Restaurant workers, couriers and cab drivers have launched a day of action including strikes in separate disputes over pay and union recognition.
Staff from several branches of McDonald’s and TGI Fridays restaurants, mainly in London, and two Wetherspoon pubs in Brighton, as well as Uber Eats and Deliveroo couriers and Uber drivers are taking industrial action and joining demonstrations.
Workers are demanding better working conditions across the hospitality sector, pay of £10 an hour, and an end to “precarious” contracts.
Union leaders and Labour politicians voiced support for the action, joining a rally in London.
McDonald's workers in Brixton have shared a video on social media of them chanting "If we don't get it, shut it down!" in regards to receiving £10 per hour.
Shadow chancellor John McDonnell said: "I am giving my support to the striking workers in Wetherspoons, TGI Fridays and McDonald’s today.
"These are workers that have been ignored by their employers and are simply asking for a wage they can live on and the same basic rights at work we should all be entitled to.
"Under a Labour government, we will guarantee that all workers will have their rights at work protected from day one, earn a living wage of £10 per hour, and that those on strike would be entitled to a share in the ownership of the companies they work for."
Action is also taking place in cities including Brighton, Bristol, Cardiff, Glasgow, Newcastle, Plymouth and Southampton.
The day of action is being organised by War On Want, Unite and the Bakers, Food and Allied Workers Union.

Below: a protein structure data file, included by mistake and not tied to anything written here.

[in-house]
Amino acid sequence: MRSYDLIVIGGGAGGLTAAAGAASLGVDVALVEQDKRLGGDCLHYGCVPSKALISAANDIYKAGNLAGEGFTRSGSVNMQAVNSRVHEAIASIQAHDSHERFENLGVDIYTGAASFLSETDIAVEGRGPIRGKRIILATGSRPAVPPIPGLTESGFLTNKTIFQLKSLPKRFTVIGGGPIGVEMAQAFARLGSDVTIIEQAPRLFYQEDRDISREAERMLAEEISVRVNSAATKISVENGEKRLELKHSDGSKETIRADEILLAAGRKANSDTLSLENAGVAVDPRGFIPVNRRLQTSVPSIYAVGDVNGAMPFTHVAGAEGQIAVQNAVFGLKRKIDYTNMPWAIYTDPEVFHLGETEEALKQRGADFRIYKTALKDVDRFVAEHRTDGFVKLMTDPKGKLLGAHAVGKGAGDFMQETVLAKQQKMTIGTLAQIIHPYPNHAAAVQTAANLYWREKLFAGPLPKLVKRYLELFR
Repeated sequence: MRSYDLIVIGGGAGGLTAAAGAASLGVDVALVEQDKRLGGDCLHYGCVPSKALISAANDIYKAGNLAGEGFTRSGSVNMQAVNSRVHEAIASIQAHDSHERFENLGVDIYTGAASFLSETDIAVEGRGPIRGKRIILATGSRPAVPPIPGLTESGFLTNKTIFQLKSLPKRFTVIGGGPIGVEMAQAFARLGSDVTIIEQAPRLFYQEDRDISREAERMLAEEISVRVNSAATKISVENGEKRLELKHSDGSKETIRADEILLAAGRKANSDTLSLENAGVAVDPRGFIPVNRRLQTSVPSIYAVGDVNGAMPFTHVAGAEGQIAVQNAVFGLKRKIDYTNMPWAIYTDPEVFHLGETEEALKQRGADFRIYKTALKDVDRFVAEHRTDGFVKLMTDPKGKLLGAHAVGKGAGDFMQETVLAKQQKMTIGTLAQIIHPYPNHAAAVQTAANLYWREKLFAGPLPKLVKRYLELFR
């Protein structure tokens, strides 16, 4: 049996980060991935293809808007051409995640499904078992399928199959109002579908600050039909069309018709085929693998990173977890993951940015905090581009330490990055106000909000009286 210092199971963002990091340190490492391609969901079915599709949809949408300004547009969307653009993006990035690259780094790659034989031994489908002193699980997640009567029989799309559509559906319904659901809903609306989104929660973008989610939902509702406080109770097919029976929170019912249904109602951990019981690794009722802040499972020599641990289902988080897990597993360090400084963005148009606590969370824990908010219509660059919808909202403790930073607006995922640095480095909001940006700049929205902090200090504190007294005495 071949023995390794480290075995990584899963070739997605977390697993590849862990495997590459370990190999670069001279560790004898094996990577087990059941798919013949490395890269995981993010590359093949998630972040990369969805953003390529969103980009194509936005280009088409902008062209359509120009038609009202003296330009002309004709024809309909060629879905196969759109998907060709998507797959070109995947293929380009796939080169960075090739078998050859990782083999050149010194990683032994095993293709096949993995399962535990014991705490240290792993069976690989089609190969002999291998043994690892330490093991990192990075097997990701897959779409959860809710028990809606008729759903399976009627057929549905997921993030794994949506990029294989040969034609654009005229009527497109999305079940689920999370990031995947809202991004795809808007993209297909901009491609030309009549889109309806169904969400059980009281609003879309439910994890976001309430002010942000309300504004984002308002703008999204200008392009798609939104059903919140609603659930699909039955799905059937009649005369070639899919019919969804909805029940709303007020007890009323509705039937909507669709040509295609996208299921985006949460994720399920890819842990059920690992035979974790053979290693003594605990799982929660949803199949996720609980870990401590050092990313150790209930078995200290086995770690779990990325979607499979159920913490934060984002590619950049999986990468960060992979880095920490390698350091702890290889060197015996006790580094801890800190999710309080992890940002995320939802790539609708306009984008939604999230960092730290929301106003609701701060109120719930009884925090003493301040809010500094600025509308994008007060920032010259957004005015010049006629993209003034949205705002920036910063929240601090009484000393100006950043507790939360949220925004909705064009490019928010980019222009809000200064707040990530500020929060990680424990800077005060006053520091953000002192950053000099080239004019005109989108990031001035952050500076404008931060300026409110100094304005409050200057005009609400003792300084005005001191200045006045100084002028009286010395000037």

Unite members at TGI Fridays restaurants in Milton Keynes and in London will stage their eighth walkout as part of a long-running dispute over a change in tips policy they say has left waiting staff £250 a month worse off.
Unite national officer Rhys McCarthy said hospitality workers were "finding their voice", before adding: "These workers have had enough of low pay and insecure work.
"They are leading a growing movement against low pay and insecure work in the hospitality sector and across the gig economy."
A spokesman for TGI Fridays said: "Our team members are a part of our Fridays family. We believe they should be, and are, treated and paid fairly.
"Out of a workforce of over 5,500 team members, less than 1% are involved in this action.”
An Uber Eats spokesman said: "In response to feedback from couriers we’ve made some changes to our payment structure in London, which brings it into line with other cities.
"The changes will help increase earnings during busy meal times and, as we transition to the new system, we’re introducing minimum payment guarantees of £9-£11 an hour.
"Making improvements in response to courier feedback is a top priority, such as the sickness, injury, maternity and paternity protections we recently introduced. Our door is always open for individual couriers to speak to us about any issues they’re having."
Wetherspoon said it had increased pay rates by £20 million in the year ending in July, and they would increase by a further £27 million this year.
Chairman Tim Martin said: "Wetherspoon intends to increase pay in real terms in most years, subject to economic conditions, as we have tried to do in the past.
"Everyone in the pub and restaurant industry works very hard and the late and early hours are extremely demanding. The people who work in the business are our most valuable asset.
"Wetherspoon paid total taxes last year of £729 million – nearly 1,000th of all Government income. This equates to an average of £825,000 of taxes per pub.
"I don’t think it would benefit employees overall if, as some suggest, Wetherspoon ended bonuses, free shares and other benefits, and increased the basic rate of pay.
Steve Garelick, of the GMB union, said: "The continued attacks made on workers, from rate reduction without consultation to gratuities being hived off, show that there is nothing wholesome in the service and gig economy sector."